Serob Khachatryan

‘We Lack Teachers’: Serob Khachatryan

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YEREVAN — Serob Khachatryan, a specialist in education who teaches at Yerevan State University in the Department of Philosophy and Psychology and served as executive director of the Children of Armenia Fund from 2010 to 2013, recently spoke about the dearth of teachers in the country.

He summarized university admission results for the 2022-2023 academic year: “The Republic of Armenia needs about 150 teachers every year, according to the data. This year, for example, at the Pedagogical University, about forty applicants were admitted in the field of elementary pedagogy, in the history, social studies, Armenian language and literature, English, Russian, and German departments. The science departments are in a more tragic situation, where only seven people were admitted.”

He added that he had predicted this unfortunate situation earlier.

He explained, “For example, the biology major is in the ‘best’ shape among natural science subjects, as there are fifteen applicants. However, all fifteen applicants failed their examinations. Applicants to geography, information science and chemistry majors also recorded similar results. Only one person passed the exam in physics, and six in mathematics.”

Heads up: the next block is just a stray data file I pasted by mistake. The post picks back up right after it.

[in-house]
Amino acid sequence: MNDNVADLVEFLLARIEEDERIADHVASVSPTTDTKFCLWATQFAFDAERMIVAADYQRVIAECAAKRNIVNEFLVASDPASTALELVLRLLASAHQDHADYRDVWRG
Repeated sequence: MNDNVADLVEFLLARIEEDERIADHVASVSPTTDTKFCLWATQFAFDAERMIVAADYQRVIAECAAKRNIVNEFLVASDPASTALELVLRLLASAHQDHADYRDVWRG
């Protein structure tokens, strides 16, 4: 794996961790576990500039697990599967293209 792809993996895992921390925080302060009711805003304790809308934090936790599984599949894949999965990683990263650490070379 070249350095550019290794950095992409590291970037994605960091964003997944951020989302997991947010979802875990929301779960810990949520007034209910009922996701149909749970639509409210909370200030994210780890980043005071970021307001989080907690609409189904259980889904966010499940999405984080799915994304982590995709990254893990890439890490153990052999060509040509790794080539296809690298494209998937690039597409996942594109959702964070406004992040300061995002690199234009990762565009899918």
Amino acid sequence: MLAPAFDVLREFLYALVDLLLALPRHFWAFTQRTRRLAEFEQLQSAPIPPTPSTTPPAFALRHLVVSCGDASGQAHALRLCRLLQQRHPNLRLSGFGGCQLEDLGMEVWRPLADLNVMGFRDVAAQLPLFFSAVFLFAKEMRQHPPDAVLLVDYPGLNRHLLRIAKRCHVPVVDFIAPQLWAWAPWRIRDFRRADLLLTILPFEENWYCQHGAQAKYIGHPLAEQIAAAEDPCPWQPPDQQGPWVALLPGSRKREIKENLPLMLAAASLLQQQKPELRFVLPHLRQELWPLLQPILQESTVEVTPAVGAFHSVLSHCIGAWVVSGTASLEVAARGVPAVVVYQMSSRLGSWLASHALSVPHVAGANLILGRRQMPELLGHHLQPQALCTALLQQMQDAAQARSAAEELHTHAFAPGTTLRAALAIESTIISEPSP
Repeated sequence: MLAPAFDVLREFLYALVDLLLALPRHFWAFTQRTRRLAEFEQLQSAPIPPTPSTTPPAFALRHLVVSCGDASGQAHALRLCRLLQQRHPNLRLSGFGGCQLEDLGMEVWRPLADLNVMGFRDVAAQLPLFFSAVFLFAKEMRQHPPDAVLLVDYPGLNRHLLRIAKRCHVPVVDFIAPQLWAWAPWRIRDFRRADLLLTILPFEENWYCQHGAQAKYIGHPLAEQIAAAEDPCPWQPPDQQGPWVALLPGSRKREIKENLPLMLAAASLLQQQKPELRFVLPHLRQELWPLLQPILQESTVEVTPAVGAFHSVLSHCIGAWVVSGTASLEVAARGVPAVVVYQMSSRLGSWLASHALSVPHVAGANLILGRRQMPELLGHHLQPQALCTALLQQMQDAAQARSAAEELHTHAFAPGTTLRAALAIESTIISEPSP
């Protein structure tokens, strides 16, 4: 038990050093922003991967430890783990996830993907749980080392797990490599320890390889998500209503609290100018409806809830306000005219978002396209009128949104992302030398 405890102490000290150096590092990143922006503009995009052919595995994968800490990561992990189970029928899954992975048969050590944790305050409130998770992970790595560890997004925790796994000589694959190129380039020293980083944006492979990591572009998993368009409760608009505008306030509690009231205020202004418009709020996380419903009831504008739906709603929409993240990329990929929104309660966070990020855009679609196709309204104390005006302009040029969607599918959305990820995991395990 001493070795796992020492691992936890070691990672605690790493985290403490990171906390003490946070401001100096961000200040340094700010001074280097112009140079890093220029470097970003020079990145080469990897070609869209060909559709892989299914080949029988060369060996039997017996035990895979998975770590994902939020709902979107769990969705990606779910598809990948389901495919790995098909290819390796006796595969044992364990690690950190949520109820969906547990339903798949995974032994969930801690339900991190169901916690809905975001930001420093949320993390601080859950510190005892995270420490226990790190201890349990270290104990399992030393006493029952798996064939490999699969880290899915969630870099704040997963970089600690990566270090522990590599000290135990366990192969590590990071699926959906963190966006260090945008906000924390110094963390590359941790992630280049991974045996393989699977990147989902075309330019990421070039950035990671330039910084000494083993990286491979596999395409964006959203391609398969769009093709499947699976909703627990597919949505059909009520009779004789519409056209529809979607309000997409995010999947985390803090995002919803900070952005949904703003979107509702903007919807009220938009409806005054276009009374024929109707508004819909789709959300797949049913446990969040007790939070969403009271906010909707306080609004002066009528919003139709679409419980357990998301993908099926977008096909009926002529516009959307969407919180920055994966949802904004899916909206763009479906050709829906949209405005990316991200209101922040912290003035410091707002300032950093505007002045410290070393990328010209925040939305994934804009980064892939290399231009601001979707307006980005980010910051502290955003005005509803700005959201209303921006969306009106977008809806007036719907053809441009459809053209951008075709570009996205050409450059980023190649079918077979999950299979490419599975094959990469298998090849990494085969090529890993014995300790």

The expert noted with sorrow that the professions which schools rely on to progress are in decline — that is, today we are facing the danger of losing the essence of the schools, because this trend is constantly accelerating.

He said: “It’s sad, but if in the near future, the vacant places of students are not filled, at least with applications for distant places, then in addition to pedagogical problems, we will also see serious financial problems of the Pedagogical University, which you can understand what they can lead to.”

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Speaking about the reasons and solutions, Khachatryan said he believed that the ministry responsible for education needs to develop simple, accessible, high-quality printed and electronic resources for subjects, through which students without a teacher can learn independently under the guidance of a non-specialist. This option will make it possible to save capable children. He said that if these and other steps are not taken, then in just four years a shameful situation will exist, which will end the development of Armenian pedagogical thought.

“One of the options, despite being problematic, is the enlargement of schools, or the ministry should ask private companies to send their employees to teach schools for a while (1-2 years) while maintaining their salaries,” he said.

The specialist also suggested supporting the Teach for Armenia program, which has provided significant help to schools in Armenia and Artsakh in recent years.

“Like the Pedagogical University, the Agrarian University is also in bad shape this year,” Khachatryan concluded, adding that although these two universities are the ones in the worst condition, others are not free from the abovementioned dangers, which may be caused in the coming years if appropriate measures are not taken.

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